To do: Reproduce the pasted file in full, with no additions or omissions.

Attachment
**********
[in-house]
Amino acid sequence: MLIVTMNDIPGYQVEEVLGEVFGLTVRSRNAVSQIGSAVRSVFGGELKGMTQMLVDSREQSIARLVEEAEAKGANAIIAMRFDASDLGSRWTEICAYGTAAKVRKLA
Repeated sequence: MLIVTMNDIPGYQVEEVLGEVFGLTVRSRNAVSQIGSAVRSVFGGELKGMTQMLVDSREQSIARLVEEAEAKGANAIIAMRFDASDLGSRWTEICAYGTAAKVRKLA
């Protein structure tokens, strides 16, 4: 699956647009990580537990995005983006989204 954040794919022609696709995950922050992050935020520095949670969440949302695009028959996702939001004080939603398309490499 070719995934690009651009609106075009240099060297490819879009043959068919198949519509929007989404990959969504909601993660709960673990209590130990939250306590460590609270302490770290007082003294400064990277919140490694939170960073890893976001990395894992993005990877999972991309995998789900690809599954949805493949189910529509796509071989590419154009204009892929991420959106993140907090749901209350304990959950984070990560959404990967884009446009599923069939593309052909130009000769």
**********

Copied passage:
[in-house]
Amino acid sequence: MLIVTMNDIPGYQVEEVLGEVFGLTVRSRNAVSQIGSAVRSVFGGELKGMTQMLVDSREQSIARLVEEAEAKGANAIIAMRFDASDLGSRWTEICAYGTAAKVRKLA
Repeated sequence: MLIVTMNDIPGYQVEEVLGEVFGLTVRSRNAVSQIGSAVRSVFGGELKGMTQMLVDSREQSIARLVEEAEAKGANAIIAMRFDASDLGSRWTEICAYGTAAKVRKLA
């Protein structure tokens, strides 16, 4: 699956647009990580537990995005983006989204 954040794919022609696709995950922050992050935020520095949670969440949302695009028959996702939001004080939603398309490499 070719995934690009651009609106075009240099060297490819879009043959068919198949519509929007989404990959969504909601993660709960673990209590130990939250306590460590609270302490770290007082003294400064990277919140490694939170960073890893976001990395894992993005990877999972991309995998789900690809599954949805493949189910529509796509071989590419154009204009892929991420959106993140907090749901209350304990959950984070990560959404990967884009446009599923069939593309052909130009000769």